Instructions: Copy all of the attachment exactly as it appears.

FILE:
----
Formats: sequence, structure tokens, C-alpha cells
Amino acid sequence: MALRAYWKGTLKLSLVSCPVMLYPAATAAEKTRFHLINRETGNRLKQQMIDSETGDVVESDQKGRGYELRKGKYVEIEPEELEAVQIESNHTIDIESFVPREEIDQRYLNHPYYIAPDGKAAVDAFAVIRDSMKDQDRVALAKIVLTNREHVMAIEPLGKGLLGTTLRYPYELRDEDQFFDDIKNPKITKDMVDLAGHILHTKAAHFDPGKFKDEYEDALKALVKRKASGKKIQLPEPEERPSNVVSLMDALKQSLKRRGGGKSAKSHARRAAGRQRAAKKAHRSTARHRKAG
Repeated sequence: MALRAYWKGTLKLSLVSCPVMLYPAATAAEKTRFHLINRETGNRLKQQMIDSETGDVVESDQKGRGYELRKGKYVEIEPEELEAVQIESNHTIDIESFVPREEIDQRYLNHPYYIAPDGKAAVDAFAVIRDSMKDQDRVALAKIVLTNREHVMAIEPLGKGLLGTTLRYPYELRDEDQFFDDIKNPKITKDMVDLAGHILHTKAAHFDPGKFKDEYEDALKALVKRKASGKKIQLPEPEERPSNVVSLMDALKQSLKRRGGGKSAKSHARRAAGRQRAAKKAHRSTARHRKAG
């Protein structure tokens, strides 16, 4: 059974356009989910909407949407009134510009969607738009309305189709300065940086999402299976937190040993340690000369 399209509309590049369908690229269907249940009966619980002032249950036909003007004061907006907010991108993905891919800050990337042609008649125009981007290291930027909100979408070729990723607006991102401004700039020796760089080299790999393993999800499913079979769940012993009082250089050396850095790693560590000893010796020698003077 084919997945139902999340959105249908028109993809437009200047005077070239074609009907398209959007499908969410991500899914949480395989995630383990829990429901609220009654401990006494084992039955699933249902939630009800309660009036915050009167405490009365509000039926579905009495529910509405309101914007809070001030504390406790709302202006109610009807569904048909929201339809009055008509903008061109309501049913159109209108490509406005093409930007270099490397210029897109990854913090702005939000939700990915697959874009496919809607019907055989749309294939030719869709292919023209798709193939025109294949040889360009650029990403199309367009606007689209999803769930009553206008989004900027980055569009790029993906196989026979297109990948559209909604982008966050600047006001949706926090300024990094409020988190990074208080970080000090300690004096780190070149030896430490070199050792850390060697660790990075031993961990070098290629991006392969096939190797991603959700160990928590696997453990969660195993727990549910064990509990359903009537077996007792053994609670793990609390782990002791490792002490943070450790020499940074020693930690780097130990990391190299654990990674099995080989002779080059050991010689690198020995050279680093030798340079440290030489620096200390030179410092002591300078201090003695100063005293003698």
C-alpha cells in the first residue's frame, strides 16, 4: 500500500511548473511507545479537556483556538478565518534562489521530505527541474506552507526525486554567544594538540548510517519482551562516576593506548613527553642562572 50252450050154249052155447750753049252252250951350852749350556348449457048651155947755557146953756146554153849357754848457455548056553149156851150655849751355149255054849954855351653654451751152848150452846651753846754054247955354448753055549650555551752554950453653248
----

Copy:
Formats: sequence, structure tokens, C-alpha cells
Amino acid sequence: MALRAYWKGTLKLSLVSCPVMLYPAATAAEKTRFHLINRETGNRLKQQMIDSETGDVVESDQKGRGYELRKGKYVEIEPEELEAVQIESNHTIDIESFVPREEIDQRYLNHPYYIAPDGKAAVDAFAVIRDSMKDQDRVALAKIVLTNREHVMAIEPLGKGLLGTTLRYPYELRDEDQFFDDIKNPKITKDMVDLAGHILHTKAAHFDPGKFKDEYEDALKALVKRKASGKKIQLPEPEERPSNVVSLMDALKQSLKRRGGGKSAKSHARRAAGRQRAAKKAHRSTARHRKAG
Repeated sequence: MALRAYWKGTLKLSLVSCPVMLYPAATAAEKTRFHLINRETGNRLKQQMIDSETGDVVESDQKGRGYELRKGKYVEIEPEELEAVQIESNHTIDIESFVPREEIDQRYLNHPYYIAPDGKAAVDAFAVIRDSMKDQDRVALAKIVLTNREHVMAIEPLGKGLLGTTLRYPYELRDEDQFFDDIKNPKITKDMVDLAGHILHTKAAHFDPGKFKDEYEDALKALVKRKASGKKIQLPEPEERPSNVVSLMDALKQSLKRRGGGKSAKSHARRAAGRQRAAKKAHRSTARHRKAG
């Protein structure tokens, strides 16, 4: 059974356009989910909407949407009134510009969607738009309305189709300065940086999402299976937190040993340690000369 399209509309590049369908690229269907249940009966619980002032249950036909003007004061907006907010991108993905891919800050990337042609008649125009981007290291930027909100979408070729990723607006991102401004700039020796760089080299790999393993999800499913079979769940012993009082250089050396850095790693560590000893010796020698003077 084919997945139902999340959105249908028109993809437009200047005077070239074609009907398209959007499908969410991500899914949480395989995630383990829990429901609220009654401990006494084992039955699933249902939630009800309660009036915050009167405490009365509000039926579905009495529910509405309101914007809070001030504390406790709302202006109610009807569904048909929201339809009055008509903008061109309501049913159109209108490509406005093409930007270099490397210029897109990854913090702005939000939700990915697959874009496919809607019907055989749309294939030719869709292919023209798709193939025109294949040889360009650029990403199309367009606007689209999803769930009553206008989004900027980055569009790029993906196989026979297109990948559209909604982008966050600047006001949706926090300024990094409020988190990074208080970080000090300690004096780190070149030896430490070199050792850390060697660790990075031993961990070098290629991006392969096939190797991603959700160990928590696997453990969660195993727990549910064990509990359903009537077996007792053994609670793990609390782990002791490792002490943070450790020499940074020693930690780097130990990391190299654990990674099995080989002779080059050991010689690198020995050279680093030798340079440290030489620096200390030179410092002591300078201090003695100063005293003698």
C-alpha cells in the first residue's frame, strides 16, 4: 500500500511548473511507545479537556483556538478565518534562489521530505527541474506552507526525486554567544594538540548510517519482551562516576593506548613527553642562572 50252450050154249052155447750753049252252250951350852749350556348449457048651155947755557146953756146554153849357754848457455548056553149156851150655849751355149255054849954855351653654451751152848150452846651753846754054247955354448753055549650555551752554950453653248